1. As a supreme, irresistible Ruler. He has foreknown and arranged everything. He sees from the beginning to the end; and brings forward everything that happens in its due time and place.

2. As a merciful Guardian and Father. To Him we may safely commit ourselves, and all our concerns, as to One who is best qualified, both to direct the incidents proper to happen to us in this world, and to judge of the time when it is fit for us to be removed from it. Even that ignorance of our future destiny in life, of which we sometimes complain, is a signal proof of His goodness. He hides from us the view of futurity, because the view would be dangerous and overpowering. It would either dispirit us with visions of terror, or intoxicate us by the disclosure of success.Conclusion.

1. Seeing our times are not in our own hand, seeing futurity is unknown to us, let us check the vain curiosity of penetrating into what is to come. Our wisdom is, to be prepared for whatever the year is to bring; prepared to receive comforts with thankfulness, troubles with fortitude; and to improve both for the great purposes of virtue and eternal life.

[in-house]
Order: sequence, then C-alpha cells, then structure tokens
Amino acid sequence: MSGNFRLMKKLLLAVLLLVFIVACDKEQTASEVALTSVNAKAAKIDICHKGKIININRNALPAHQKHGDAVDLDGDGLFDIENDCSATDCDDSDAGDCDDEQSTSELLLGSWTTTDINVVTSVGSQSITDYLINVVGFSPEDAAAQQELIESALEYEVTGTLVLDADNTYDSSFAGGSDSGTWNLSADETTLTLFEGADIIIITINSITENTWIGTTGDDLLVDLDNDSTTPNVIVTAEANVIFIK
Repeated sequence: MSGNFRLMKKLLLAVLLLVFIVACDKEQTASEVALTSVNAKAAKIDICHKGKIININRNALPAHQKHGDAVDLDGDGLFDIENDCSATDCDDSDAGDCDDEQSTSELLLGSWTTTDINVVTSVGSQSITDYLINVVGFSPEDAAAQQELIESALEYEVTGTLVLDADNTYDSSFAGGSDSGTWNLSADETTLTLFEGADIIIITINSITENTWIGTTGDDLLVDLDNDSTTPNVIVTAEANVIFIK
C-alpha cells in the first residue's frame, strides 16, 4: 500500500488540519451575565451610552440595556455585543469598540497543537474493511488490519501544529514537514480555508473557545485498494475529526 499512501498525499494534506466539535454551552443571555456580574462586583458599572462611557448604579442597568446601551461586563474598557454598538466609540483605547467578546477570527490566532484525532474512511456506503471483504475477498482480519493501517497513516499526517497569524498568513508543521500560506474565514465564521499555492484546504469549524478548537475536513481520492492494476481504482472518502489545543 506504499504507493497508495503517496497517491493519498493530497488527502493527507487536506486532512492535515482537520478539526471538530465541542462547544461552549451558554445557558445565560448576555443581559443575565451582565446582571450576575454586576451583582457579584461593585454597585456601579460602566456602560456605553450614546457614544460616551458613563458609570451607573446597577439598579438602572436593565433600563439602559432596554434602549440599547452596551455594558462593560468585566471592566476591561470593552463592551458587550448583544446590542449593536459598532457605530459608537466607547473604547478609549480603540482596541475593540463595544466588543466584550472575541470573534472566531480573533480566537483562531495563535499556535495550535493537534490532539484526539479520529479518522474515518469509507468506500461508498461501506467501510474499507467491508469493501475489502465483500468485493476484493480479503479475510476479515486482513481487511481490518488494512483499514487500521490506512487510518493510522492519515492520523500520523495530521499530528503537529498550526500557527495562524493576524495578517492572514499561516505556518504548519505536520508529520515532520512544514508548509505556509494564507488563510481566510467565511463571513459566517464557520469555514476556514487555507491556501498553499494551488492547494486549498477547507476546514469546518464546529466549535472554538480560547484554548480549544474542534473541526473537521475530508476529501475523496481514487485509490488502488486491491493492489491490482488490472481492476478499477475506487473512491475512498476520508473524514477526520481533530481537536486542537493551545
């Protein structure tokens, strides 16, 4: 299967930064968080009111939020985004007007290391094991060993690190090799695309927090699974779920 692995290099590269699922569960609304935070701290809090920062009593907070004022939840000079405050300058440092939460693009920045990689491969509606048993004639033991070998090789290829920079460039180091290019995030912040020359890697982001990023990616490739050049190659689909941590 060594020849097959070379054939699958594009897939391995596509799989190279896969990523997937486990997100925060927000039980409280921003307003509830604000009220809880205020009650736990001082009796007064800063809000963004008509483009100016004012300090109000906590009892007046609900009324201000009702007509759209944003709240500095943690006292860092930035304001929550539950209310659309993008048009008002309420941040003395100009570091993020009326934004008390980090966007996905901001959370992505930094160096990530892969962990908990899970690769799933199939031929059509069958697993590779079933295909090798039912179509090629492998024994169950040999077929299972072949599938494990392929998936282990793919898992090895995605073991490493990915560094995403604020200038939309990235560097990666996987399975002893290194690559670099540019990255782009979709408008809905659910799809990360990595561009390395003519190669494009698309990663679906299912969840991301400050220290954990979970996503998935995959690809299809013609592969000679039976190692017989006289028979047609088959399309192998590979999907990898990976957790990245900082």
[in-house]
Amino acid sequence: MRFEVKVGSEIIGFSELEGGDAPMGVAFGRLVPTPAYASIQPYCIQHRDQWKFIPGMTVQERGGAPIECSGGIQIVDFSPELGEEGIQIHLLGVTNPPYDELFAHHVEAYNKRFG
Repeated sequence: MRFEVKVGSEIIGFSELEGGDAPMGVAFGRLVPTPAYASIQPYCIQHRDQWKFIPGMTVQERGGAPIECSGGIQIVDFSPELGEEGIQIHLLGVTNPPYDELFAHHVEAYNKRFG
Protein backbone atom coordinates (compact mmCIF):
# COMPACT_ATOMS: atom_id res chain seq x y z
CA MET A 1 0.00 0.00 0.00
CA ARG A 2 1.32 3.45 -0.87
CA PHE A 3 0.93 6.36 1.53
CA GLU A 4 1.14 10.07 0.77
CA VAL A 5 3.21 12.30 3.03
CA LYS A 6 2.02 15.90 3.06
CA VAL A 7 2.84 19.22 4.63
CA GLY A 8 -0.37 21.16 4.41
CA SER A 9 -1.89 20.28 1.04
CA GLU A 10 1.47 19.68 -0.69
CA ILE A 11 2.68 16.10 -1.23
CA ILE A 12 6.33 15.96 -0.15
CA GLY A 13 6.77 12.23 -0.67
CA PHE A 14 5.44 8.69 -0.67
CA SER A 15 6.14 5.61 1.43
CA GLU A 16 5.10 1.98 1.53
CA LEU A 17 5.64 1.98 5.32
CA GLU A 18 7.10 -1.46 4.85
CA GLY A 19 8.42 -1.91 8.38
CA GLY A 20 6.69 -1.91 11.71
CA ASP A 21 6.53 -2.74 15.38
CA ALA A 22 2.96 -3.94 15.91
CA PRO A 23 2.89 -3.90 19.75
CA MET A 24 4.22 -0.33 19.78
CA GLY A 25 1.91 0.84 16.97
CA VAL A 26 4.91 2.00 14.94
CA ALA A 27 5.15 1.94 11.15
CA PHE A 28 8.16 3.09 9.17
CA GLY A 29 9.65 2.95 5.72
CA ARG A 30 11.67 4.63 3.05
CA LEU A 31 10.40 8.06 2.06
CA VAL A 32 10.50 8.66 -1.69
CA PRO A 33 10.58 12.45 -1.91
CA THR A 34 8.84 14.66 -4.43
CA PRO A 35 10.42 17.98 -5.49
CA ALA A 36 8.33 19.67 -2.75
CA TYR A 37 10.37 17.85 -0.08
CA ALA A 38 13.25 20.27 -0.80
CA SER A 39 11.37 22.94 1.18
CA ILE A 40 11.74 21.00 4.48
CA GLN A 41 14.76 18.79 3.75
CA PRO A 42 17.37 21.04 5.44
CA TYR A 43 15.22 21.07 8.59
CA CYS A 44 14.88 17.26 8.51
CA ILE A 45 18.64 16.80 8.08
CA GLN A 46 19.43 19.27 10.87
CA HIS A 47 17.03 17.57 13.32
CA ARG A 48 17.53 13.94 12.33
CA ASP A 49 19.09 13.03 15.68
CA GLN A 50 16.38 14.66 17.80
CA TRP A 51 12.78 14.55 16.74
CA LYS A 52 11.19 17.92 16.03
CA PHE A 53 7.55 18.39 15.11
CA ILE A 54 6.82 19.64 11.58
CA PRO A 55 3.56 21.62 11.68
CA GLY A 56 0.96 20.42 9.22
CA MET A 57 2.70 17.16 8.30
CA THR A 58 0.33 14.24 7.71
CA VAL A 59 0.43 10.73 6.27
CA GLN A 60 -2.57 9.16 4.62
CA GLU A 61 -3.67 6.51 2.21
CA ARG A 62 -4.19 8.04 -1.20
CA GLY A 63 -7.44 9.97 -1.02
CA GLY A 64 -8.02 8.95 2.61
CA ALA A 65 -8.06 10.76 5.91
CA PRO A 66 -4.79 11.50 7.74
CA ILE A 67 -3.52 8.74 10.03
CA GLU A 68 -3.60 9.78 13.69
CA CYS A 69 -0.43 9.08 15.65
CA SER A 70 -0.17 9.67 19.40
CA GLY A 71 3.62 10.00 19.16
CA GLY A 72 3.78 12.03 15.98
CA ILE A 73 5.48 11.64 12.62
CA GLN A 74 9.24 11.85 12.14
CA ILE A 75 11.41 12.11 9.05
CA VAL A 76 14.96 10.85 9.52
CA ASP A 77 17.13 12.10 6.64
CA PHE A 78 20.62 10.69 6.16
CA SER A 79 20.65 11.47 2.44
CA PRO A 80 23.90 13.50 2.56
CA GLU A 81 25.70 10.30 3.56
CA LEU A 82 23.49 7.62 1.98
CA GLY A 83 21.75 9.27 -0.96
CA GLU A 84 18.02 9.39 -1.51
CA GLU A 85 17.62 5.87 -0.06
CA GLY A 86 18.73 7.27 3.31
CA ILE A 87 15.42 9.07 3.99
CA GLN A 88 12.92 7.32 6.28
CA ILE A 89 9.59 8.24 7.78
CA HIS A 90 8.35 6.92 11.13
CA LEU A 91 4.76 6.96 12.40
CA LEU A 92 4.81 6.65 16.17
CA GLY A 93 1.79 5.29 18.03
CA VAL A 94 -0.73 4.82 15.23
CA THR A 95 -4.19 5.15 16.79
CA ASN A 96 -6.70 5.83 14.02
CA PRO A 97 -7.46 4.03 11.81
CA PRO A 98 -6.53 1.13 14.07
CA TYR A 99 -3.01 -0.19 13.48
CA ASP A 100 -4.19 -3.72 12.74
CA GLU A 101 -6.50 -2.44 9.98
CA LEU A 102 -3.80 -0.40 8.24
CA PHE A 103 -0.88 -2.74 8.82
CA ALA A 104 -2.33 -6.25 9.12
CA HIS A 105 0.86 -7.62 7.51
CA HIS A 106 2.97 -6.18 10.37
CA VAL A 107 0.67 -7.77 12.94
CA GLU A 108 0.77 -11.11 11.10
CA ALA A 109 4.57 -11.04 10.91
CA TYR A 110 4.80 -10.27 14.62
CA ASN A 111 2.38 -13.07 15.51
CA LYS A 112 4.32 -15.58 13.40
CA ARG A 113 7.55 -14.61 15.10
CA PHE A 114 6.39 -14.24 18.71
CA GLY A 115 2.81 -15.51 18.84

2. Another important instruction which naturally arises from our times not being in our own hands is, that we ought no longer to trifle with what it is not in our power to prolong: but; that we should make haste to live as wise men; not delaying till to-morrow what may be done to-day; doing now with all our might whatever our hand findeth to do, before that night cometh wherein no man can work.

3. When we consider that our times are in the hand of God as a sovereign Disposer, it is an obvious inference from this truth, that we should prepare ourselves to submit patiently to His pleasure, both as to the events which are to fill up our days, and as to the time of our continuing in this world.

4. To God as a wise Ruler, calm submission is due; but it is more than submission that belongs to Him as a merciful Father; it is the spirit of cordial and affectionate consent to His will. Unknown to us as the times to come are, it should be sufficient to our full repose that they are known to God.

(H. Blair, D. D.)

I. THE FACT EXPRESSED IN THE TEXT.

1. In a general sense, every man's "times" are in God's "hand." It is a happy thing, and it certifies the stability of the wide realm of being, that the great Ruler will not suffer one thread of His government to pass for a moment out of His grasp.